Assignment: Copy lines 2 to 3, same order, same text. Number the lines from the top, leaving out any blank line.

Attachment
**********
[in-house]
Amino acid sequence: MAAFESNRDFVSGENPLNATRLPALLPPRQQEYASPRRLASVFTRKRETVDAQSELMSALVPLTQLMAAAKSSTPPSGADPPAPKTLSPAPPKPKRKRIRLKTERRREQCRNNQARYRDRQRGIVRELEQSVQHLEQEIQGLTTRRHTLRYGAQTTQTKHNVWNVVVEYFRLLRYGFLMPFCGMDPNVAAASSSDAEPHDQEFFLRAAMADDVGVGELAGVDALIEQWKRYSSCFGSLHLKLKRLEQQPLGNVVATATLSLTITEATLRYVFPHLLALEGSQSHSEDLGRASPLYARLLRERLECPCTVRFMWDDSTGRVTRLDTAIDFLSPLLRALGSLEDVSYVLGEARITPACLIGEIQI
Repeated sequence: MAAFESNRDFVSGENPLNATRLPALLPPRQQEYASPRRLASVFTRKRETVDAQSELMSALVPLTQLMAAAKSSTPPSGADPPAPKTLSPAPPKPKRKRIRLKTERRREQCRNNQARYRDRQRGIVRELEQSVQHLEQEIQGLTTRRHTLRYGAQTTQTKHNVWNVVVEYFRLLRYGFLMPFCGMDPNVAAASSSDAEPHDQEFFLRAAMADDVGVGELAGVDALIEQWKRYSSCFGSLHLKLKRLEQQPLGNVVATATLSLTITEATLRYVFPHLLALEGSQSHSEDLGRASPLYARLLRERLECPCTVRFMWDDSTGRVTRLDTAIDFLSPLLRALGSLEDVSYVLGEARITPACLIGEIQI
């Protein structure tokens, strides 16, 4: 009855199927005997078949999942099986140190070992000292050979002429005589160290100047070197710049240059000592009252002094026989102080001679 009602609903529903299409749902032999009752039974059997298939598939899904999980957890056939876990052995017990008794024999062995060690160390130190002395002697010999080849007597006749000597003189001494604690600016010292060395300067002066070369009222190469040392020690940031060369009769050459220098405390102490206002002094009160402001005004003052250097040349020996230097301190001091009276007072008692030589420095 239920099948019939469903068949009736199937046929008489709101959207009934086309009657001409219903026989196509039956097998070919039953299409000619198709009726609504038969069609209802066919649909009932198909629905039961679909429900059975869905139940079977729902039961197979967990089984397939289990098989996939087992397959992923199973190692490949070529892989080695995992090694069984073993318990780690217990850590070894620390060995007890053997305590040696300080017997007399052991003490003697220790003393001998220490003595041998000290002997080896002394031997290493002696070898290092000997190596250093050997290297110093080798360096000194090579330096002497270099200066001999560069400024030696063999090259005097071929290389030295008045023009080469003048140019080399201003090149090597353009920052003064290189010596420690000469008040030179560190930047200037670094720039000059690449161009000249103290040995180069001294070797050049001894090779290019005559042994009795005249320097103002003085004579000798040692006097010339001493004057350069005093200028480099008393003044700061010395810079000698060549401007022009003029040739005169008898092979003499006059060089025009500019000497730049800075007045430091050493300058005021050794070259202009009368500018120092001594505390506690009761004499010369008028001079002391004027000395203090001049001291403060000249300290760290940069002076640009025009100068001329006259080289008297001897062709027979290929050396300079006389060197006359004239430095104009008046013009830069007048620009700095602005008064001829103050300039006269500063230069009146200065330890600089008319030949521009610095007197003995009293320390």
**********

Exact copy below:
Amino acid sequence: MAAFESNRDFVSGENPLNATRLPALLPPRQQEYASPRRLASVFTRKRETVDAQSELMSALVPLTQLMAAAKSSTPPSGADPPAPKTLSPAPPKPKRKRIRLKTERRREQCRNNQARYRDRQRGIVRELEQSVQHLEQEIQGLTTRRHTLRYGAQTTQTKHNVWNVVVEYFRLLRYGFLMPFCGMDPNVAAASSSDAEPHDQEFFLRAAMADDVGVGELAGVDALIEQWKRYSSCFGSLHLKLKRLEQQPLGNVVATATLSLTITEATLRYVFPHLLALEGSQSHSEDLGRASPLYARLLRERLECPCTVRFMWDDSTGRVTRLDTAIDFLSPLLRALGSLEDVSYVLGEARITPACLIGEIQI
Repeated sequence: MAAFESNRDFVSGENPLNATRLPALLPPRQQEYASPRRLASVFTRKRETVDAQSELMSALVPLTQLMAAAKSSTPPSGADPPAPKTLSPAPPKPKRKRIRLKTERRREQCRNNQARYRDRQRGIVRELEQSVQHLEQEIQGLTTRRHTLRYGAQTTQTKHNVWNVVVEYFRLLRYGFLMPFCGMDPNVAAASSSDAEPHDQEFFLRAAMADDVGVGELAGVDALIEQWKRYSSCFGSLHLKLKRLEQQPLGNVVATATLSLTITEATLRYVFPHLLALEGSQSHSEDLGRASPLYARLLRERLECPCTVRFMWDDSTGRVTRLDTAIDFLSPLLRALGSLEDVSYVLGEARITPACLIGEIQI